Original Article

Y-QA31, a novel dopamine D3 receptor antagonist, exhibits antipsychotic-like properties in preclinical animal models of schizophrenia

Authors: Xue SUN, Hong-yan GOU, Fei LI, Guan-yi LU, Rui SONG, Ri-fang YANG, Ning WU, Rui-bin SU, Bin CONG, Jin LI
DOI: 10.1038/aps.2015.105

Abstract

Aim: To investigate the potential effects of Y-QA31, a novel dopamine D3 receptor antagonist, as an antipsychotic drug.
Methods: A panel of radioligand-receptor binding assays was performed to identify the affinities of Y-QA31 for different G proteincoupled receptors. [35S]GTPγS-binding assays and Ca2+ imaging were used to assess its intrinsic activities. The antipsychotic profile of Y-QA31 was characterized in mouse models for the positive symptoms and cognitive deficits of schizophrenia and extrapyramidal side effects with haloperidol and clozapine as positive controls.
Results: In vitro, Y-QA31 is a dopamine D3 receptor antagonist that is 186-fold more potent at the D3 receptor than at the D2 receptor. Y-QA31 also exhibits 5-HT1A receptor partial agonist and α1A adrenoceptor antagonist activities with medium affinity, whereas it exhibits very little affinity for other receptors (100-fold lower than for the D3 receptor). In vivo, Y-QA31 (10–40 mg/kg, po) significantly inhibited MK-801-induced hyperlocomotion and methamphetamine-induced prepulse inhibition disruption in a dose-dependent manner. Y-QA31 also inhibited the avoidance response and methamphetamine-induced hyperlocomotion with potency lower than haloperidol. Y-QA31 was effective in alleviating the MK-801-induced disruption of novel object recognition at a low dose (1 mg/kg, po). Moreover, Y-QA31 itself did not affect spontaneous locomotion or induce cataleptic response until its dose reached 120 mg/kg.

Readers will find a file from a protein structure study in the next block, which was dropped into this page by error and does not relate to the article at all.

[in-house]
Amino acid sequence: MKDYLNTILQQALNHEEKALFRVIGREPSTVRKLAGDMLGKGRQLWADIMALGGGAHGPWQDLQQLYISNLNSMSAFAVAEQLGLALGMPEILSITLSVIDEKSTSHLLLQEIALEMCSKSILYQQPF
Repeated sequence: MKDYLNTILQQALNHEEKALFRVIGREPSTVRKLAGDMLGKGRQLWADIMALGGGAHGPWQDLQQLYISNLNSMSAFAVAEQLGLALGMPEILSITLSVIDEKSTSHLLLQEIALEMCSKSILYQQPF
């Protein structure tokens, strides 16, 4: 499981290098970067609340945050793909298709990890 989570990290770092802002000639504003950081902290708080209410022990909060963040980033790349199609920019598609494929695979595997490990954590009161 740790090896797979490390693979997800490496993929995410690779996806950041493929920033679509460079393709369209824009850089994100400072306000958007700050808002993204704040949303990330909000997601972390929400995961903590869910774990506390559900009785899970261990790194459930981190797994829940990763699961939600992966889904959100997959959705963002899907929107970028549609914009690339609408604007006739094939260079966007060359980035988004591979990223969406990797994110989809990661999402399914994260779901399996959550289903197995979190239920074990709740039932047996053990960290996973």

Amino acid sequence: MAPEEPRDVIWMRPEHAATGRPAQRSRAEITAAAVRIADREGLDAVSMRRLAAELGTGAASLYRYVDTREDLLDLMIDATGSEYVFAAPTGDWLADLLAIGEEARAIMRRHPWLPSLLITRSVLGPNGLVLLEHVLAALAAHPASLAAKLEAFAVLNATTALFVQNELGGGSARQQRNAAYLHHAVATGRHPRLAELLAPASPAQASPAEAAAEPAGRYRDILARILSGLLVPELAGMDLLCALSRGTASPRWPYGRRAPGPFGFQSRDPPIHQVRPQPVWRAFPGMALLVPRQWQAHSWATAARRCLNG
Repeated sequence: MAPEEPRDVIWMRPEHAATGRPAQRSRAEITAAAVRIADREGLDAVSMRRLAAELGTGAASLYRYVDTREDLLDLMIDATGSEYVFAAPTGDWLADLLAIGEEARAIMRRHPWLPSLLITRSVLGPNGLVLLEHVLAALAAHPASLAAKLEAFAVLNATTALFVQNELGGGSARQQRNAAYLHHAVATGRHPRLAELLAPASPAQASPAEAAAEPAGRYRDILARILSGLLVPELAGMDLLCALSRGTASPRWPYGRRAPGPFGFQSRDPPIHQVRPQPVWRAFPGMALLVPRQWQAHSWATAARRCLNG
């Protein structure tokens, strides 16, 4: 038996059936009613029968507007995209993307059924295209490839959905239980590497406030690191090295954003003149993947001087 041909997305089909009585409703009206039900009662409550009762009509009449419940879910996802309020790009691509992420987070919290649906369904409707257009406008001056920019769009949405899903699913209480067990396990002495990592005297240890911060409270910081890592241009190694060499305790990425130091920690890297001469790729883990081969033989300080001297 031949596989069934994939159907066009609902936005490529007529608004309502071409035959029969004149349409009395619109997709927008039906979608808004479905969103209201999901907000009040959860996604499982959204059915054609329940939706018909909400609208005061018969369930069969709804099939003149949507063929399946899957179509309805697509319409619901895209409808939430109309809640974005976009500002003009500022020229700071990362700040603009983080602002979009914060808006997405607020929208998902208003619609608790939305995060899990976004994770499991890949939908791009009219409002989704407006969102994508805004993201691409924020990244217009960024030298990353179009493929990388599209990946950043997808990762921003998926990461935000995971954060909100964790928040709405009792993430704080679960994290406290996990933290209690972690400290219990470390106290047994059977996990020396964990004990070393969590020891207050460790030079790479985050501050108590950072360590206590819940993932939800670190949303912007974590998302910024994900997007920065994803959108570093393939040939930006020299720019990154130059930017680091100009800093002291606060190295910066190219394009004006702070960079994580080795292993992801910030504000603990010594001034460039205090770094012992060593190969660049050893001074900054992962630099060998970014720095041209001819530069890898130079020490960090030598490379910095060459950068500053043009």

Conclusion: Y-QA31 is a selective D3R antagonist that exhibits antipsychotic effects in some animal models with positive symptoms and cognitive disorder and less extrapyramidal side effects.
Keywords: schizophrenia; D3 receptor antagonist; positive symptoms; cognitive deficits; haloperidol; clozapine

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